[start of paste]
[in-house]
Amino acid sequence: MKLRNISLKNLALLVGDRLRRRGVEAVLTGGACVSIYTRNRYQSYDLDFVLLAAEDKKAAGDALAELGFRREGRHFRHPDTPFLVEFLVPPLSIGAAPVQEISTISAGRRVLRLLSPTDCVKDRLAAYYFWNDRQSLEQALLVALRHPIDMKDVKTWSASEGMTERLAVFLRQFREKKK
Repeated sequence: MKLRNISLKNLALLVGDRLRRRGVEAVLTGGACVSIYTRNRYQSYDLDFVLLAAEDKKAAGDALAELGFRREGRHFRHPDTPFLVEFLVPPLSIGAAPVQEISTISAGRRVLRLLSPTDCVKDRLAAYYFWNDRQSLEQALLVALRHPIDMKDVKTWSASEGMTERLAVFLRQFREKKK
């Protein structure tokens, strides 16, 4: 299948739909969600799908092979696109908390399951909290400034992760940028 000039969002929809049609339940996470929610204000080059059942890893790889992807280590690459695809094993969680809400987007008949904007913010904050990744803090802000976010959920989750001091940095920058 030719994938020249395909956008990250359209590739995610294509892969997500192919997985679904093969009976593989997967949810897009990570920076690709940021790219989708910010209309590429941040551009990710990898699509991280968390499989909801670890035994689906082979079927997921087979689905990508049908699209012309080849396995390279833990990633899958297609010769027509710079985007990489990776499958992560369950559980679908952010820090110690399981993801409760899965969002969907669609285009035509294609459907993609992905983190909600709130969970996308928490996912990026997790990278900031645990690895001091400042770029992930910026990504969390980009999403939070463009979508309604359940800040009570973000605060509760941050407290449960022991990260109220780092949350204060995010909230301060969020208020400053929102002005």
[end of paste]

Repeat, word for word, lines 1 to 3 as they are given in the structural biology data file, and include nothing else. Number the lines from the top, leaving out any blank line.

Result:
[in-house]
Amino acid sequence: MKLRNISLKNLALLVGDRLRRRGVEAVLTGGACVSIYTRNRYQSYDLDFVLLAAEDKKAAGDALAELGFRREGRHFRHPDTPFLVEFLVPPLSIGAAPVQEISTISAGRRVLRLLSPTDCVKDRLAAYYFWNDRQSLEQALLVALRHPIDMKDVKTWSASEGMTERLAVFLRQFREKKK
Repeated sequence: MKLRNISLKNLALLVGDRLRRRGVEAVLTGGACVSIYTRNRYQSYDLDFVLLAAEDKKAAGDALAELGFRREGRHFRHPDTPFLVEFLVPPLSIGAAPVQEISTISAGRRVLRLLSPTDCVKDRLAAYYFWNDRQSLEQALLVALRHPIDMKDVKTWSASEGMTERLAVFLRQFREKKK